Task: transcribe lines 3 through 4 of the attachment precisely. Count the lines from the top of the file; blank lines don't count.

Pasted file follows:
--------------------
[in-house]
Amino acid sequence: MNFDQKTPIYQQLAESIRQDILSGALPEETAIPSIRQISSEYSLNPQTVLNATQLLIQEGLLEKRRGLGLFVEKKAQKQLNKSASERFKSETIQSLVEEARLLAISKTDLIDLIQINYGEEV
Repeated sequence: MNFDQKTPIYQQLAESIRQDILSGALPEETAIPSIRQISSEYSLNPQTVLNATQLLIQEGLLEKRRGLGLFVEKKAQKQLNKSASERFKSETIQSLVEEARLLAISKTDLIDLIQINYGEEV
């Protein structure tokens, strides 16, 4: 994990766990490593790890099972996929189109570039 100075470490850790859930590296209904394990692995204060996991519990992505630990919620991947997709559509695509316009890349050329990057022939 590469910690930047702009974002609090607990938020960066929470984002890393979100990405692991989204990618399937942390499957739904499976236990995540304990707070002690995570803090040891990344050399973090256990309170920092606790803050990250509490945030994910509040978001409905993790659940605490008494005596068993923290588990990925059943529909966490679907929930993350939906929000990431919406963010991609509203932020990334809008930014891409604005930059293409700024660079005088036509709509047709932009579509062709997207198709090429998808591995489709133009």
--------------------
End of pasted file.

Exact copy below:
Repeated sequence: MNFDQKTPIYQQLAESIRQDILSGALPEETAIPSIRQISSEYSLNPQTVLNATQLLIQEGLLEKRRGLGLFVEKKAQKQLNKSASERFKSETIQSLVEEARLLAISKTDLIDLIQINYGEEV
């Protein structure tokens, strides 16, 4: 994990766990490593790890099972996929189109570039 100075470490850790859930590296209904394990692995204060996991519990992505630990919620991947997709559509695509316009890349050329990057022939 590469910690930047702009974002609090607990938020960066929470984002890393979100990405692991989204990618399937942390499957739904499976236990995540304990707070002690995570803090040891990344050399973090256990309170920092606790803050990250509490945030994910509040978001409905993790659940605490008494005596068993923290588990990925059943529909966490679907929930993350939906929000990431919406963010991609509203932020990334809008930014891409604005930059293409700024660079005088036509709509047709932009579509062709997207198709090429998808591995489709133009």